Won-Tae Lee’s Korean action movie – The Gangster, The Cop, The Devil – arrives in UK cinemas this Friday, and here’s our review.

Making its UK debut at Nottingham’s Mayhem Film Festival in October was The Gangster, The Cop, The Devil, the sophomore directorial effort of Won-Tae Lee. His previous project was the inspiring 2017 historical drama Man Of Will, but he’s chosen an entirely different direction here, constructing a terrific – if wildly violent – Korean actioner, and bringing together the scenery-chewing Dong-seok Ma (Train To Busan) as local crime boss Jang Dong-soo, and Mu-Yeol Kim (Forgotten) as the overly enthusiastic policeman keen to finally catch him in the act.

He gets a vital opportunity to do so when a chance encounter with a ruthless serial killer ends in serious bloodshed for Jang, and the pair tentatively agree to team up and track down the sadistic menace terrorising the city, though neither is entirely confident about what the ultimate results of this tumultuous partnership might be as the two games of cat and mouse play out simultaneously.

It all makes for an enjoyable caper. There’s a lot of love for the 90s buddy cop genre woven into the script, and Lee manages to skilfully balance laugh-out-loud comedy moments with thrilling action by keeping the plot simple and letting Ma off the chain to be a typically enigmatic presence – despite gleefully embracing the role of a brutal underworld kingpin, you just can’t help rooting for him. Admittedly, most of the other characters are lightly sketched, but there’s always another deftly edited bit of action just around the corner to yell in your ear that it doesn’t really matter.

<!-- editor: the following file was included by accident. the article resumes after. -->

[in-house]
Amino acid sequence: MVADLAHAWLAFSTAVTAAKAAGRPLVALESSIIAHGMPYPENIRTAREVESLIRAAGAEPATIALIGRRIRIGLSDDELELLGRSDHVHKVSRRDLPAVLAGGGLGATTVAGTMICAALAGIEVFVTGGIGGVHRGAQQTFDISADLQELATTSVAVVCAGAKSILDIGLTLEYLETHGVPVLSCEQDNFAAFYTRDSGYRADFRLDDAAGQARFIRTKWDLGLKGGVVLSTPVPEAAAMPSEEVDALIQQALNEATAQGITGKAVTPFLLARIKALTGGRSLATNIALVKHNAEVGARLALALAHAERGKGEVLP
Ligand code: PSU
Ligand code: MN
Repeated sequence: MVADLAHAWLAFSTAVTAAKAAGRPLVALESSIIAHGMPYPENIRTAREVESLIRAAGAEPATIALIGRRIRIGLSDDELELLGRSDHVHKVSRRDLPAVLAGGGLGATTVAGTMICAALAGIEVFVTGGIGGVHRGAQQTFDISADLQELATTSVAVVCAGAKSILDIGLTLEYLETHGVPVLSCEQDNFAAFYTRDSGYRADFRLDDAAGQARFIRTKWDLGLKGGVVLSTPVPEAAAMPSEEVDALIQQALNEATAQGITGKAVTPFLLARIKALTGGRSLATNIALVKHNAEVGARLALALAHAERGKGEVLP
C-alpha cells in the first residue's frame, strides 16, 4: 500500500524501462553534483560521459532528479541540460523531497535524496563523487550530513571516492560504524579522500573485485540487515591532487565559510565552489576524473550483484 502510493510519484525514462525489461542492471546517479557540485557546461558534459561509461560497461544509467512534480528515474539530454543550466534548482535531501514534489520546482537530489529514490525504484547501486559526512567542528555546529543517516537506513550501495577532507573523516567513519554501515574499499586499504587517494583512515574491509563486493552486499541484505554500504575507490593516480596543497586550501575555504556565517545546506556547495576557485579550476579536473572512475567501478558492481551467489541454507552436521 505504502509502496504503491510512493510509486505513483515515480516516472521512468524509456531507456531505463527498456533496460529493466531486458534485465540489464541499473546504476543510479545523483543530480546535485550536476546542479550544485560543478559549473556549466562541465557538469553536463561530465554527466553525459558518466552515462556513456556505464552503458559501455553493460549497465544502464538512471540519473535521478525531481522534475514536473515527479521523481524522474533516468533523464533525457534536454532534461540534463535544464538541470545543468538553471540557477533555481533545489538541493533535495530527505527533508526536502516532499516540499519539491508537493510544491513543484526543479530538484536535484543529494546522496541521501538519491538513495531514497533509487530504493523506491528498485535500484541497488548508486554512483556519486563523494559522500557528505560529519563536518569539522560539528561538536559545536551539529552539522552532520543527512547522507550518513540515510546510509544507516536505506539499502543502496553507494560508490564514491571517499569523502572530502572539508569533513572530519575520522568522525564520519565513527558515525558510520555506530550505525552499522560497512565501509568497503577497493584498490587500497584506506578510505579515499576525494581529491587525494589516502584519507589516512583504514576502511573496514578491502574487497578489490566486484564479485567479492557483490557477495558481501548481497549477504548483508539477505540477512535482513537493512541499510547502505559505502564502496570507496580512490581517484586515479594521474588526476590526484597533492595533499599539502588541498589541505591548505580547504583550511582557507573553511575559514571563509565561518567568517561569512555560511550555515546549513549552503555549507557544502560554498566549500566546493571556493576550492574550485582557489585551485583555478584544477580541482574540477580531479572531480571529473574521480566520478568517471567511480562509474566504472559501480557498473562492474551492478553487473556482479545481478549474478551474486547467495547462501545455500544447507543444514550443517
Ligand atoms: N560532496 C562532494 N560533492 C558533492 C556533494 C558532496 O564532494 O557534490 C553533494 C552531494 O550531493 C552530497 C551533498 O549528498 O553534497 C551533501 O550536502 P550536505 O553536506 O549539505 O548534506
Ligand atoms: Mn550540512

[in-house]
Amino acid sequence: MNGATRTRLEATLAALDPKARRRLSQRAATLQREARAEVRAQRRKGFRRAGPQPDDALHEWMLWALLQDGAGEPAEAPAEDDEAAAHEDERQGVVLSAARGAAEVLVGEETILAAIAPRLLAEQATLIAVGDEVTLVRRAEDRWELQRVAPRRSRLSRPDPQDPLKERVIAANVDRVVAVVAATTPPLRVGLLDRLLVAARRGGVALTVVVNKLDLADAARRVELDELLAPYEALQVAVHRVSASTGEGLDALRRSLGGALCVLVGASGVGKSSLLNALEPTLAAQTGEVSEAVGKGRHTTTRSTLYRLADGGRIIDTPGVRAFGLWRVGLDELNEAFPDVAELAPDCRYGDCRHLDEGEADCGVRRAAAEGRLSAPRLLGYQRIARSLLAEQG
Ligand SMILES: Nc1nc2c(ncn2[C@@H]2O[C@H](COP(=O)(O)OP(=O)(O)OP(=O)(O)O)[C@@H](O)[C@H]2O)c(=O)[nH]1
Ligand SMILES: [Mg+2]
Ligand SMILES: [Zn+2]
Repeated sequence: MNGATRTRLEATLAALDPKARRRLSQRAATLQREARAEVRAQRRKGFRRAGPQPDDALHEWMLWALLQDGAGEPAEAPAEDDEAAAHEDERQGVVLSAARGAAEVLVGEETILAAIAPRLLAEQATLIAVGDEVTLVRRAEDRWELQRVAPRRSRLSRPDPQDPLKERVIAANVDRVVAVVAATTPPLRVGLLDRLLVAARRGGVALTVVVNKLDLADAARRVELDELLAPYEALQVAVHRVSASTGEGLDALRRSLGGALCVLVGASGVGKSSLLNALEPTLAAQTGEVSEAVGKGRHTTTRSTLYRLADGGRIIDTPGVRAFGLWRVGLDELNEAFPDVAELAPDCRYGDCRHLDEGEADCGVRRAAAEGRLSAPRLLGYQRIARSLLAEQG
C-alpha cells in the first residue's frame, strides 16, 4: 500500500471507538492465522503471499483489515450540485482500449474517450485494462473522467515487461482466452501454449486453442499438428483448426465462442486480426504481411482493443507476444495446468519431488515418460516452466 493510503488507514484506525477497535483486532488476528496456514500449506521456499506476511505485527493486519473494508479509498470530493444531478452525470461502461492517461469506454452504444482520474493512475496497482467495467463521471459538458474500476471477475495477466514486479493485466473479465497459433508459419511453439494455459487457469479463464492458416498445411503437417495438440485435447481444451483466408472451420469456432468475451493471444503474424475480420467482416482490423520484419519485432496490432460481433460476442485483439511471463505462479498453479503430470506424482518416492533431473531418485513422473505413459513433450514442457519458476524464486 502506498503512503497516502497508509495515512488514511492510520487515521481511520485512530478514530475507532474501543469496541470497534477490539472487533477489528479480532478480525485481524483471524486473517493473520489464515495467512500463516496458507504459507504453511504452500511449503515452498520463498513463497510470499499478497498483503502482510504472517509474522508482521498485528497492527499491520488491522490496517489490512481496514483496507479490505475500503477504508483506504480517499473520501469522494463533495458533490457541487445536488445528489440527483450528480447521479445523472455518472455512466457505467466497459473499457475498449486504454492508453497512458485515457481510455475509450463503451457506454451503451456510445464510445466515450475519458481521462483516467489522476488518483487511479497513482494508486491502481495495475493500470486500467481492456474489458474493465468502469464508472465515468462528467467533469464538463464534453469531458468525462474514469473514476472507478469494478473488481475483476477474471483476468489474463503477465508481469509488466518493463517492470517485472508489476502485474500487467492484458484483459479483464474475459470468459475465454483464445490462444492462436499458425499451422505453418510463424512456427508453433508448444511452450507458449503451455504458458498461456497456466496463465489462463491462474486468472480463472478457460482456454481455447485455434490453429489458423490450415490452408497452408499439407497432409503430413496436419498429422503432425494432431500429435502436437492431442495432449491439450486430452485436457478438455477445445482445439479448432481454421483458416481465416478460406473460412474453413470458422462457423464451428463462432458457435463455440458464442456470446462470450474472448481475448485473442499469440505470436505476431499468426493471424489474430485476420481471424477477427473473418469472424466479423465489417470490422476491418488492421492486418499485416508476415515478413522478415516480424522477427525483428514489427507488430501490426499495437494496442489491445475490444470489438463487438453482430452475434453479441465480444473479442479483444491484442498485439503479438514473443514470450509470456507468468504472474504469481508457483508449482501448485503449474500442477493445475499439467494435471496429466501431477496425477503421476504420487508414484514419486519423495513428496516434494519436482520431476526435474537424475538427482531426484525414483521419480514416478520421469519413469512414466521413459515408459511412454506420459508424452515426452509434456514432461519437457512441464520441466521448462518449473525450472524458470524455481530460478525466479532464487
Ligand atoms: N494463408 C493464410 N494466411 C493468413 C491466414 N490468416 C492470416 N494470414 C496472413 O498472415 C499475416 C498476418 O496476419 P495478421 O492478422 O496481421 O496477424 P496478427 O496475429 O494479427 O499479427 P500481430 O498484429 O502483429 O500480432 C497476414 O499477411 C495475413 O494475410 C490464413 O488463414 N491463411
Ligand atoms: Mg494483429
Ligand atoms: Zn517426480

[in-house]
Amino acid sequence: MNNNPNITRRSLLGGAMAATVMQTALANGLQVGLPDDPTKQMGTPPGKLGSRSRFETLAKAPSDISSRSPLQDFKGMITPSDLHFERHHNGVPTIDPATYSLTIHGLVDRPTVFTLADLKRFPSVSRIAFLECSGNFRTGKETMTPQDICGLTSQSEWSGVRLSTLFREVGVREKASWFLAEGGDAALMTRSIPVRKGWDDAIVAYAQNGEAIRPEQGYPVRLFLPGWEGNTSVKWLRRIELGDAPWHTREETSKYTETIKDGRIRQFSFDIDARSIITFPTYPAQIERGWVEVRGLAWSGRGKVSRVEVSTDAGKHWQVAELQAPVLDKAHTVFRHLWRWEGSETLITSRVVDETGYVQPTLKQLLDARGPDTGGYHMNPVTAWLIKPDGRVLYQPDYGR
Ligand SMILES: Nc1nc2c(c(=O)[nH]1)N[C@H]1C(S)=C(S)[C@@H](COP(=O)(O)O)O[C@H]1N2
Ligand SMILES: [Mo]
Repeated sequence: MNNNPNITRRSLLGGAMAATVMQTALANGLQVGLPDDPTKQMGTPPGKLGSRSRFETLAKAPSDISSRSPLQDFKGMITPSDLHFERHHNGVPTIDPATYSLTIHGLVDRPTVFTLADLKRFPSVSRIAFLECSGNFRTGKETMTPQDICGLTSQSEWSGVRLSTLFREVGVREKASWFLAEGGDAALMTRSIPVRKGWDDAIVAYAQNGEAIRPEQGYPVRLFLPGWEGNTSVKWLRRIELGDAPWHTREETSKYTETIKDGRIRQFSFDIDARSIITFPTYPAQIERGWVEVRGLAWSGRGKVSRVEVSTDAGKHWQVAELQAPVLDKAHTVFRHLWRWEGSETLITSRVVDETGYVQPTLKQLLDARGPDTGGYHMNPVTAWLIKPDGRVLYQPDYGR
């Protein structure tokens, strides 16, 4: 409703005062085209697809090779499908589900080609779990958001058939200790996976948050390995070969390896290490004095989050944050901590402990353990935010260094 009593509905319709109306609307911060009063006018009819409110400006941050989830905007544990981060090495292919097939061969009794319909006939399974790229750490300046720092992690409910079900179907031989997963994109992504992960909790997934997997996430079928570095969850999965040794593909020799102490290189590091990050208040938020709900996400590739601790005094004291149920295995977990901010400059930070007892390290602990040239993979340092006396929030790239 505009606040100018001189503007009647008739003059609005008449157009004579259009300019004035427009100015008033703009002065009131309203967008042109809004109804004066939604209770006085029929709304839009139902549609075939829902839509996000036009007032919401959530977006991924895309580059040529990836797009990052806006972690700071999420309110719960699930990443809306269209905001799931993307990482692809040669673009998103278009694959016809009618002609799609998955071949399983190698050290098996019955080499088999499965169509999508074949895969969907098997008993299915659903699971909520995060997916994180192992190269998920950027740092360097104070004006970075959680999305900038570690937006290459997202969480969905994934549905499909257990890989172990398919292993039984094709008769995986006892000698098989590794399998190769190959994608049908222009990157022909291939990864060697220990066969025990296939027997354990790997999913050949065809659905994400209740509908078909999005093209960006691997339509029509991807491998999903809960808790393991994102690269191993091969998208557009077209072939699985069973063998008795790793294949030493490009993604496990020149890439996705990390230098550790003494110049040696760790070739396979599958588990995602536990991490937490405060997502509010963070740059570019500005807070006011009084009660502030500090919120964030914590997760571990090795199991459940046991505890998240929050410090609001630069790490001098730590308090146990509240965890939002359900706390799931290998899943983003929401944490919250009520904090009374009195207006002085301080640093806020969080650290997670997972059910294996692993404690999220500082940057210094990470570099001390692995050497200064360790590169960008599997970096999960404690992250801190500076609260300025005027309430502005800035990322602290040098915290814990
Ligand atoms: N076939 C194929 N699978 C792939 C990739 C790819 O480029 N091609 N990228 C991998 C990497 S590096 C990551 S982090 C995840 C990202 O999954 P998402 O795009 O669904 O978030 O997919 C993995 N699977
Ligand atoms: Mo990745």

The film has a few problems – female characters pop up only occasionally, either to be victims or to be taken advantage of, and the portrayal of the country’s legal system, which surely wouldn’t have respected any of this murky teamwork or its machinations in the first place, feels at best unnecessary and at worst ludicrous. But it remains such a lot of fun throughout its 150-minute running time, it’s hard to feel too bothered.

Try to catch this before the US remake emerges (Sylvester Stallone has snapped up the rights) and before Ma becomes an even bigger star when the Marvel logo unfolds ahead of his appearance in Eternals next year.

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